Nestor: The Long-Eared Christmas Donkey (1977) is definitely not the sort of thing I normally watch. It’s one of those stopmotion specials made by Rankin-Bass Productions (the creators of the Rudolph the Red-Nosed Reindeer puppetoon from 1964, starring Burl Ives). But for reasons explained below, Nestor is my personal favorite thing to watch at Yuletide. Nestor, you see, is more or less the equine equivalent to Rudolph. He was born with a pair of ridiculously long ears, over which he habitually trips and stumbles. He lives with his mother in a barn somewhere in Northern Europe, and all the other animals make fun of him for his ears. Hell, even the Roman Army rejects him when they storm the barn to commandeer every available donkey. This really pisses the owner off, inciting him to beat poor Nestor and throw him out into the cold. Thankfully, Nestor’s mother breaks free to find her son and protect him in all that snow; but when Nestor wakes up the next morning, he’s horrified to find his loving mother dead.
(Come to think of it, this is really much darker and more depressing than anything in the story of Rudolph. Ol’ Rudy had it pretty easy compared to poor Nestor!)
Anyway, Nestor walks around aimlessly after that, but is then found by a cherub named Tilly, who tells the donkey he must travel to a far-off land. When he reaches this destination, he is discovered by a man and his pregnant wife. They are in need of a good donkey for the woman to ride as they travel, and something about Nestor just makes them really like him. Then, the three of them get caught in an awful sandstorm out in a desert somewhere, and all seems lost. But Nestor hears his mother’s voice guiding him to safety, and he protects the woman on his back with his gigantic ears. Then Nestor leads his humans to a manger, where the woman—Mary—safely gives birth to her son, Jesus Christ. So it is that Nestor becomes a hero and is memorialized in every Nativity display that’s ever seen at Christmas (though, as the donkey who’s narrating this story helpfully explains, no one ever gets poor Nestor’s ears right).
The biblical inspiration for this story is obvious, and I can see how it would be perfect viewing for children in Christian families. But despite featuring Joseph and Mary on their way to the manger, this cartoon really isn’t that preachy; it assumes everyone watching it already knows who Jesus is, and it doesn’t waste any time explaining why the protagonist should help this particular family. This prevents the story from insulting its audience too much; and as someone who is familiar with tales of other savior deities having miraculous births, I think this aspect of Nestor actually leaves things open for interpretation a little. Our humble little hero might just as easily be attending to the birth of Mithras. This brings me to the main reason I enjoy this TV special; it can just as easily be read as having a powerful Setian message.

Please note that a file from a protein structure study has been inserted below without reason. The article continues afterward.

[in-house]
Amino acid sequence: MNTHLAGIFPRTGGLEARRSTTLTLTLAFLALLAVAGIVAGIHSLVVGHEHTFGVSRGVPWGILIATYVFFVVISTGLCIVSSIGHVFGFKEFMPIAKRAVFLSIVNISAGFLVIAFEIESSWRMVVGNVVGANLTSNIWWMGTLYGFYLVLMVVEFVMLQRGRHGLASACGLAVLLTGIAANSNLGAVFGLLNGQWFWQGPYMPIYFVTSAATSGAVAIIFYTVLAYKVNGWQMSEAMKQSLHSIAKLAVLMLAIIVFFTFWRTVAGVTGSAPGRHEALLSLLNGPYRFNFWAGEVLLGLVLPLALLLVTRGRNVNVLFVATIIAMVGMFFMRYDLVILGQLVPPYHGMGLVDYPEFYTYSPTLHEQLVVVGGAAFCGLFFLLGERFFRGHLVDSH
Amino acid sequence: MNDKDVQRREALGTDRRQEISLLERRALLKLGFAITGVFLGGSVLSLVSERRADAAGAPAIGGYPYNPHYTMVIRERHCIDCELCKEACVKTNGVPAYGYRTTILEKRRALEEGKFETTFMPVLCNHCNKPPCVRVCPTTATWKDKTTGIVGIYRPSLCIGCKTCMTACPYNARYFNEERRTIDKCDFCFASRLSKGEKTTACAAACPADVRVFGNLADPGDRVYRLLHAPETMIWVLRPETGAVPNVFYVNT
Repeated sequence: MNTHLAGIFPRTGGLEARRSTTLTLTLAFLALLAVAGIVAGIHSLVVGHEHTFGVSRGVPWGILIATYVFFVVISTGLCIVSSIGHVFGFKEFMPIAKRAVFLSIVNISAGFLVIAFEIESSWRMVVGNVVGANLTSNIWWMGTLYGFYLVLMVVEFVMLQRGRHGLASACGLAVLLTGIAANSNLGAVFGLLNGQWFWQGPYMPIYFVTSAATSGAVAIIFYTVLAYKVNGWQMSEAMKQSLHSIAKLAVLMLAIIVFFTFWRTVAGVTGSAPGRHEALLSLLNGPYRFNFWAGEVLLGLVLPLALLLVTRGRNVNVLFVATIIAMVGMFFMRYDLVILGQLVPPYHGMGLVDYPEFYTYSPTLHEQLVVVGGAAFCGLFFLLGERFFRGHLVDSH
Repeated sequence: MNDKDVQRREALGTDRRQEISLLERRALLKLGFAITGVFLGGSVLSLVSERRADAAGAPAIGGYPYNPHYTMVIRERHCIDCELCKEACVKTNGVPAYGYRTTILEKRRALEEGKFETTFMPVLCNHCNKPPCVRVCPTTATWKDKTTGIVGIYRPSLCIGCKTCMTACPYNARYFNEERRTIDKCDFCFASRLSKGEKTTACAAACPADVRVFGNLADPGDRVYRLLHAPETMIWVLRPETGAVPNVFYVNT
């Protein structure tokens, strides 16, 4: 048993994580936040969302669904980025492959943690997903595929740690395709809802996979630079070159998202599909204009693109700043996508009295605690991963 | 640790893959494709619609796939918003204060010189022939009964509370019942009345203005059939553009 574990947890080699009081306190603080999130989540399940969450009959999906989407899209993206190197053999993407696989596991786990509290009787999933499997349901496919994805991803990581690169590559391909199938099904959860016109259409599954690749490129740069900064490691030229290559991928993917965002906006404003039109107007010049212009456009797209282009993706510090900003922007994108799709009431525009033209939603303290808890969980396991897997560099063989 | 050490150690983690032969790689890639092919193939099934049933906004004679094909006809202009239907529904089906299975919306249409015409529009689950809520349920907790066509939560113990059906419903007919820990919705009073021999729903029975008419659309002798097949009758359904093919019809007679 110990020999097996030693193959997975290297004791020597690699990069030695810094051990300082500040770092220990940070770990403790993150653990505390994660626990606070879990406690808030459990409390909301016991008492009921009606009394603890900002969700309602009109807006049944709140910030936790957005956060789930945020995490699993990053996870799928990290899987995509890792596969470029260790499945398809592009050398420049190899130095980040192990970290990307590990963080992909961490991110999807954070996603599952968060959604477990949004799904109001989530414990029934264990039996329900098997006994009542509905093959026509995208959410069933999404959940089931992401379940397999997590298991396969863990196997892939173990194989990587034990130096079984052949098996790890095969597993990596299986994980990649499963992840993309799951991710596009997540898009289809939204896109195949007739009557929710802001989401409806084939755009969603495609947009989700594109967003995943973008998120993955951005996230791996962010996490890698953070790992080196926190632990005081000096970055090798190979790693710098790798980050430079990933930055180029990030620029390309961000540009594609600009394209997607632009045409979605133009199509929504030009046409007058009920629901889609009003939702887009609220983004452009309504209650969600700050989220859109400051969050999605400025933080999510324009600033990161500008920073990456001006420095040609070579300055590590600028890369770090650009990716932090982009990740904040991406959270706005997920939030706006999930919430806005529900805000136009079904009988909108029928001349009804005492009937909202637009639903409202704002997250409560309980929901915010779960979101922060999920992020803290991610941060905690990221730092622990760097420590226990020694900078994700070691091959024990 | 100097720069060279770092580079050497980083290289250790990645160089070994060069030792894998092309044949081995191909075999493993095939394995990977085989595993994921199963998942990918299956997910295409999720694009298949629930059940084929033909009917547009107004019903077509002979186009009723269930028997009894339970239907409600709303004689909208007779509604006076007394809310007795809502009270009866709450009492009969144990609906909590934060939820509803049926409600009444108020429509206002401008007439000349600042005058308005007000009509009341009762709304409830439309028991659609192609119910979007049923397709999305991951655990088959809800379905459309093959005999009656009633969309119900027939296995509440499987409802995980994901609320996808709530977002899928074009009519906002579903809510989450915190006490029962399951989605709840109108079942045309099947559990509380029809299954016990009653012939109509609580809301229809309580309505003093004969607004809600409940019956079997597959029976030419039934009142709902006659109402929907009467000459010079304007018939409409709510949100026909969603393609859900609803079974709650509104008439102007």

The most obvious thing is that Nestor himself is a member of Equus africanus asinus, which is sacred to Set. Then there’s the fact that even among his own species, Nestor is a social outcast. He is alienated by qualities that are later revealed to be extremely useful (as with Rudolph’s shiny red nose). Then he becomes a hero by making it possible for an unborn god to be born. The parallels to Great Set are obvious: He too is often a donkey (or a man with a donkey’s head); He too is also an outcast; He too learns to use His divergent qualities for heroic ends; and He too rescues an unborn deity (though Set does this every night, not just at Christmas!). Given the connections between Set, Yahweh, and Jesus that are suggested by the Greek magical papyri, the Alexamenos graffito, and the “barbarous name” ABERAMENTHO, it’s difficult for me not to view Nestor as an avatar whom Set uses to ensure a safe birth for Christ (perhaps as a kind of “favor” to the younger god). Even when Tilly says she has been sent to guide little Nestor at her god’s request, it is only implicitly hinted that her god is actually Yahweh; for all we know, Tilly could actually be from Sutekh’s Secret Place beyond the Great Bear, and not from the biblical heaven at all!
Provided that your kids can handle some of the darker stuff that happens in this program, Nestor: The Long-Eared Christmas Donkey is just as appropriate for wee Typhonian foals as it is for little Christian lambs. I highly recommend watching Nestor this holiday season, whether you are Setian, Christian, or just a person who loves donkeys. Here’s wishing everyone a happy holiday season!